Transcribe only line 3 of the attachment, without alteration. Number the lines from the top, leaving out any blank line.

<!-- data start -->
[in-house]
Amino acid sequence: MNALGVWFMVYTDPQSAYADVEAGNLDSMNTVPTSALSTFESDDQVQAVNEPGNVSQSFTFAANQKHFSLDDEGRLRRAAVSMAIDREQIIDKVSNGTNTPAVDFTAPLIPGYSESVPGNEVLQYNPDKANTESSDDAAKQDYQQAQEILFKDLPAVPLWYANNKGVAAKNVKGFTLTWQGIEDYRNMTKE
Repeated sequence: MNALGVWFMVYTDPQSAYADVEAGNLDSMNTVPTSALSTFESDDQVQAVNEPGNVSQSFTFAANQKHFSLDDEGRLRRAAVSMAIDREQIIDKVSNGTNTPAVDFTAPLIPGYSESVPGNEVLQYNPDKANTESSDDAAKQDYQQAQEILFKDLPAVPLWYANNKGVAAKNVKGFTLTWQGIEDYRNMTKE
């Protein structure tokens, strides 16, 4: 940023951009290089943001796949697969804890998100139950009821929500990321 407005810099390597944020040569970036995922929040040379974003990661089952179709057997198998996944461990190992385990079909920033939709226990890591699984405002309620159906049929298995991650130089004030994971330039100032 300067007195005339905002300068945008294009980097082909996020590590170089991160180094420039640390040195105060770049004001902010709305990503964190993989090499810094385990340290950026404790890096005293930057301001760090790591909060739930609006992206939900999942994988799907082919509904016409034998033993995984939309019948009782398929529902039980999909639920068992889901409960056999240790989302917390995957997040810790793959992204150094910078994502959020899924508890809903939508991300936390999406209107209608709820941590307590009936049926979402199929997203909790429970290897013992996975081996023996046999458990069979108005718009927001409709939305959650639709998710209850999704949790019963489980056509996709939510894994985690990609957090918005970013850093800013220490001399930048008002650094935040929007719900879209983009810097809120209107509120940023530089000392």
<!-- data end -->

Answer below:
Repeated sequence: MNALGVWFMVYTDPQSAYADVEAGNLDSMNTVPTSALSTFESDDQVQAVNEPGNVSQSFTFAANQKHFSLDDEGRLRRAAVSMAIDREQIIDKVSNGTNTPAVDFTAPLIPGYSESVPGNEVLQYNPDKANTESSDDAAKQDYQQAQEILFKDLPAVPLWYANNKGVAAKNVKGFTLTWQGIEDYRNMTKE